Los Angeles based singer/songwriter/performer Brett Copeland has encountered several marquee names during his musical journey such as members of Guns ‘n’ Roses, INXS, among others. He’s likewise chosen to associate his own work with similar luminaries, individuals whose writing and recording alongside titans such as Queen and The Rolling Stones informs Copeland’s efforts. His latest single release is a cover of U2’s venerable “Where the Streets Have No Name” featuring the talents of Yohai Portal on keyboards and guitar, Tommy Black playing bass, and Zack St. John on drums.
Portal bears responsibility for the track’s production, as well, and his contributions are apparent from the first. The track builds from its synthesizer introduction into the full band introduction and beyond with balance and aural clarity leading the way. The first couple of minutes are instructive – it is clear Copeland isn’t looking to re-envision the track for a modern audience but rather pay tribute and update it. It’s a limited view of the track’s possibilities and underplays Copeland’s obvious potential.
It isn’t outright imitation, however. Copeland’s phrasing embraces subtle variations as does the musical arrangement. He has a large soulful voice yet there’s ample evidence of his power scattered throughout the cut as well. Choosing “Where the Streets Have No Name” plays to his strengths as a vocalist but presents challenges as well. Bono, typically not considered one of rock’s “classic” voices, nevertheless boasts an easily identifiable style that Copeland breaks with some; there’s a moodiness present in his treatment that, for the most part, is missing from the original.
He deserves his props as one of rock’s most compelling modern voices. In an era when riveting singing is at a premium, Copeland would have nonetheless stood out even in earlier generations thanks in part to the wall-to-wall commitment he brings to bear. You never hear him taking a line off. Copeland, moreover, sings with the band rather than opposition to them and the resulting chemistry helps make “Where the Streets Have No Name” one of 2021’s most memorable singles despite its cover status.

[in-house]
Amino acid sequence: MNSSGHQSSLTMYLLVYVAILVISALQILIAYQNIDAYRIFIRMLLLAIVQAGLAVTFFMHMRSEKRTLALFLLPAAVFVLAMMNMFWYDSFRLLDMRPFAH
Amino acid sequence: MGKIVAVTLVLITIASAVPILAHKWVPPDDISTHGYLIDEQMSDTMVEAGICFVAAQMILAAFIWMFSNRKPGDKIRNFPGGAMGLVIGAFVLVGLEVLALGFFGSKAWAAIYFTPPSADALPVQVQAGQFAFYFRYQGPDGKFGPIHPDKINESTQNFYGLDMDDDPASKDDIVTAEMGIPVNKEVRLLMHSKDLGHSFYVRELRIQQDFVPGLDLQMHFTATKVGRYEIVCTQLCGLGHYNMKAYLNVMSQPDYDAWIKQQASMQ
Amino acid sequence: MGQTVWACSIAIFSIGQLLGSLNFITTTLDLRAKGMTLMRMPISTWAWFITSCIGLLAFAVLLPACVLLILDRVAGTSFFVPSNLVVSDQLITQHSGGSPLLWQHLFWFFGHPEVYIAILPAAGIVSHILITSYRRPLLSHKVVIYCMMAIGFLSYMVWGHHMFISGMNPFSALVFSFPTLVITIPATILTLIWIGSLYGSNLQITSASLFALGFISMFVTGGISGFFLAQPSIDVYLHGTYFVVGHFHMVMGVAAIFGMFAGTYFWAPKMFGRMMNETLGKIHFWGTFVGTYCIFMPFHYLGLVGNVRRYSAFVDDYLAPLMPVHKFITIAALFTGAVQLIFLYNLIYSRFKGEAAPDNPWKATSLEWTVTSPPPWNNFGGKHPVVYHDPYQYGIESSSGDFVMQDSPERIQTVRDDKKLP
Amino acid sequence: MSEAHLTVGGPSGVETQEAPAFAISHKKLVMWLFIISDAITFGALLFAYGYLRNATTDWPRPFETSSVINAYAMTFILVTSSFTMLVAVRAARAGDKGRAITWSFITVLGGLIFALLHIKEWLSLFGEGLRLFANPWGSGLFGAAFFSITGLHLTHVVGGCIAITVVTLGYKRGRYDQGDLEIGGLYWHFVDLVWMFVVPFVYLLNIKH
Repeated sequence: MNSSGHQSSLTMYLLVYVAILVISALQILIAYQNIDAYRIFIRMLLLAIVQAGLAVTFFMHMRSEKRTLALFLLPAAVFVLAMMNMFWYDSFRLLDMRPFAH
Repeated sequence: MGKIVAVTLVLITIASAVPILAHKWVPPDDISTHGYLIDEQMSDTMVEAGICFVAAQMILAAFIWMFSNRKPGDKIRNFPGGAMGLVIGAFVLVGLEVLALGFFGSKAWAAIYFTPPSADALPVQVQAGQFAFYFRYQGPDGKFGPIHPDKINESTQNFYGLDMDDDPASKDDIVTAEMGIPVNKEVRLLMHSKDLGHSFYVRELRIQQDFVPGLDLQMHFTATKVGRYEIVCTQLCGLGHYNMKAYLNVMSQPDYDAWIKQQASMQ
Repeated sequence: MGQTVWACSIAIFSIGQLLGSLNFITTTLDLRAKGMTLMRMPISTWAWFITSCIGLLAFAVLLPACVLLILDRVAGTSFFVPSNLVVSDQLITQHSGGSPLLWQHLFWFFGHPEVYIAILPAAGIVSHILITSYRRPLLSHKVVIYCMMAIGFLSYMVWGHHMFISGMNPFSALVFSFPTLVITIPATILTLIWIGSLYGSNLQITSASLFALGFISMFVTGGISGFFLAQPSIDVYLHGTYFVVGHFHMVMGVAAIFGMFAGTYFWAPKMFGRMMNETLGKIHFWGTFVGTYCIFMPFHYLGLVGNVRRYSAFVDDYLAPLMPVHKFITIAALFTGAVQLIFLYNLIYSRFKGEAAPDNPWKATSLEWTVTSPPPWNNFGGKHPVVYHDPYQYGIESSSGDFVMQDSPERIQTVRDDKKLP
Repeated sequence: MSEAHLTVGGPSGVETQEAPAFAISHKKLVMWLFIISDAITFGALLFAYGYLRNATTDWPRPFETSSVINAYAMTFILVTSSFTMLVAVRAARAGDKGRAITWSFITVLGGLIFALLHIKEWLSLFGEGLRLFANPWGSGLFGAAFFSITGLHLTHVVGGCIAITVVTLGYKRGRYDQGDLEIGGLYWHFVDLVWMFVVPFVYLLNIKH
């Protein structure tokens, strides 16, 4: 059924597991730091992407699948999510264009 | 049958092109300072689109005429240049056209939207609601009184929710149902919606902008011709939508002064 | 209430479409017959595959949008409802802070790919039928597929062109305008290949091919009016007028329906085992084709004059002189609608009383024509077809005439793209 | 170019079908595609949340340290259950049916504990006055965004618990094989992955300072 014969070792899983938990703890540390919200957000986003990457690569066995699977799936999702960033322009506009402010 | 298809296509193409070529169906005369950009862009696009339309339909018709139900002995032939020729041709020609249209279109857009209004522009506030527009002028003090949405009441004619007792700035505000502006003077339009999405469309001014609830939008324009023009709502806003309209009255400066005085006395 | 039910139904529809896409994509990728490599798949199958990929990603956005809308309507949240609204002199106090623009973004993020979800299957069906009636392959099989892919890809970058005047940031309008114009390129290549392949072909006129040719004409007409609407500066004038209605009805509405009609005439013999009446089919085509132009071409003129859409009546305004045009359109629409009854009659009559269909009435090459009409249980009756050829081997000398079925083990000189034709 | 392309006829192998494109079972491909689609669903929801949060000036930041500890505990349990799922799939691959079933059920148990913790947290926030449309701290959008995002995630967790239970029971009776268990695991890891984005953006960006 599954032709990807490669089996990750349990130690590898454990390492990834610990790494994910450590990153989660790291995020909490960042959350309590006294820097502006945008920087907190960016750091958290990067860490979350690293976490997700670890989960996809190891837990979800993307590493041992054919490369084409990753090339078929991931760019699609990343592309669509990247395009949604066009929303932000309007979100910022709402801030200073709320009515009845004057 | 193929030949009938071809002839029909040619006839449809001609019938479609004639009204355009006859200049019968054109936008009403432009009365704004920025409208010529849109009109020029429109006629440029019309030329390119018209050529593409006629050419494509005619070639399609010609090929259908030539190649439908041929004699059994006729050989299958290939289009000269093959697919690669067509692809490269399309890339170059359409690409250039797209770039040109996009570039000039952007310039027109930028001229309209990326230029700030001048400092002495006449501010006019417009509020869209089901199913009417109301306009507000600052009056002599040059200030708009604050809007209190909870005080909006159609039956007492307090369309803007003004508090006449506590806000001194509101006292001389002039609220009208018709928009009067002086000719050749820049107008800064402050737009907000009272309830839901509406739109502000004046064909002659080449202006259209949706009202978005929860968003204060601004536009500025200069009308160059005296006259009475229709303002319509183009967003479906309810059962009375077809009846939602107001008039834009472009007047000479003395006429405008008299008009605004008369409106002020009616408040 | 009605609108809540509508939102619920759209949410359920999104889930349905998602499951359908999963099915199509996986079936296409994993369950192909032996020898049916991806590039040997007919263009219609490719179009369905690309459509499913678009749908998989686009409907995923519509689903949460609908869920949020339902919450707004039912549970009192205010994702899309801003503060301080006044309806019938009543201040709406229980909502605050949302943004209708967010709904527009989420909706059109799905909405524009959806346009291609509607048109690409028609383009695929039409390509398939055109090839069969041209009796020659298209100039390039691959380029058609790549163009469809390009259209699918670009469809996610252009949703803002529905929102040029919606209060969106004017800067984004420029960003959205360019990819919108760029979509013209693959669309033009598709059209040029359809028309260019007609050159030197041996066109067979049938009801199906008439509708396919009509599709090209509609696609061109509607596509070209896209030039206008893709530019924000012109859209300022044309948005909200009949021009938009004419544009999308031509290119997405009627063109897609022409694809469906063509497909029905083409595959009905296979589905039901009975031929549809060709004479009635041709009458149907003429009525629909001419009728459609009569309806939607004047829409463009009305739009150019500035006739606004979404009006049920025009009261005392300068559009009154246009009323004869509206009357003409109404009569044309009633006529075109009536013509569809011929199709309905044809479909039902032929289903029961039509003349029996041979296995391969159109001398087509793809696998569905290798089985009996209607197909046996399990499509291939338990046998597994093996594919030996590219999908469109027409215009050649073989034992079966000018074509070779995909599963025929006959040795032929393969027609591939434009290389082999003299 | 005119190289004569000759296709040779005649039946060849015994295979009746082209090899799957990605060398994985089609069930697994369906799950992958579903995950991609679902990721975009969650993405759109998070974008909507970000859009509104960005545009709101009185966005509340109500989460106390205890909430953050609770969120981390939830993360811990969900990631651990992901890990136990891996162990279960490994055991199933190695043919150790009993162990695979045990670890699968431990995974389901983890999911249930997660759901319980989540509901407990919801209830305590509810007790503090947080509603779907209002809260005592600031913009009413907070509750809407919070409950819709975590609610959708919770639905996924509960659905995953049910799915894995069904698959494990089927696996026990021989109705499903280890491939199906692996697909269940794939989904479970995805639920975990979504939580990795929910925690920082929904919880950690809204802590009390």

Black and St. John make for a first-class rhythm section. They are locked onto one another from the first and provide a solid foundation for Portal’s playing. Anyone who came of age during the time when U2 first released this track will enjoy a pleasant trip down memory lane hearing Brett Copeland’s cover and newcomers unburdened by the passing years will find every bit as vital as if someone finished writing the track fifteen minutes before recording.
Copeland has risen above difficult personal circumstances and continues surviving the dog eat dog cutthroat world of modern music. He’s earned the respect of his peers and continues, in the face of COVID and hard times, recording and writing superb music. His upward trajectory remains undisturbed. “Where the Streets Have No Name” is a tribute, it is heart-felt, and resonates with all the power and sense of stakes you’d expect if Brett Copeland had penned it himself.